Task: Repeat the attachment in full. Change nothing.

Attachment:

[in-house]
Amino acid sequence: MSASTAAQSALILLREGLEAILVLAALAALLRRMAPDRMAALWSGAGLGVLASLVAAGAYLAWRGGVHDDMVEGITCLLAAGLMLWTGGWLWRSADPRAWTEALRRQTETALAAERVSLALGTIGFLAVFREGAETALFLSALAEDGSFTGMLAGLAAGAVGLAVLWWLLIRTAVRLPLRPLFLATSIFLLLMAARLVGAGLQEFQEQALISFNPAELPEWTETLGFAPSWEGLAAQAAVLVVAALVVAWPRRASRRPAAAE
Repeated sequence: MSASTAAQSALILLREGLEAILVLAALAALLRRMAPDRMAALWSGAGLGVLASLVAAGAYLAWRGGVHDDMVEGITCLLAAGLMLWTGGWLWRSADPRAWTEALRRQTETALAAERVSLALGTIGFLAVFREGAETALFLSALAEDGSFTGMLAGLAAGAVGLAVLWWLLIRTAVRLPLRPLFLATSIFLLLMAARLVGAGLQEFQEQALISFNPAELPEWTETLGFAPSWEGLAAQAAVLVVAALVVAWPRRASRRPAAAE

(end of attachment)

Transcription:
[in-house]
Amino acid sequence: MSASTAAQSALILLREGLEAILVLAALAALLRRMAPDRMAALWSGAGLGVLASLVAAGAYLAWRGGVHDDMVEGITCLLAAGLMLWTGGWLWRSADPRAWTEALRRQTETALAAERVSLALGTIGFLAVFREGAETALFLSALAEDGSFTGMLAGLAAGAVGLAVLWWLLIRTAVRLPLRPLFLATSIFLLLMAARLVGAGLQEFQEQALISFNPAELPEWTETLGFAPSWEGLAAQAAVLVVAALVVAWPRRASRRPAAAE
Repeated sequence: MSASTAAQSALILLREGLEAILVLAALAALLRRMAPDRMAALWSGAGLGVLASLVAAGAYLAWRGGVHDDMVEGITCLLAAGLMLWTGGWLWRSADPRAWTEALRRQTETALAAERVSLALGTIGFLAVFREGAETALFLSALAEDGSFTGMLAGLAAGAVGLAVLWWLLIRTAVRLPLRPLFLATSIFLLLMAARLVGAGLQEFQEQALISFNPAELPEWTETLGFAPSWEGLAAQAAVLVVAALVVAWPRRASRRPAAAE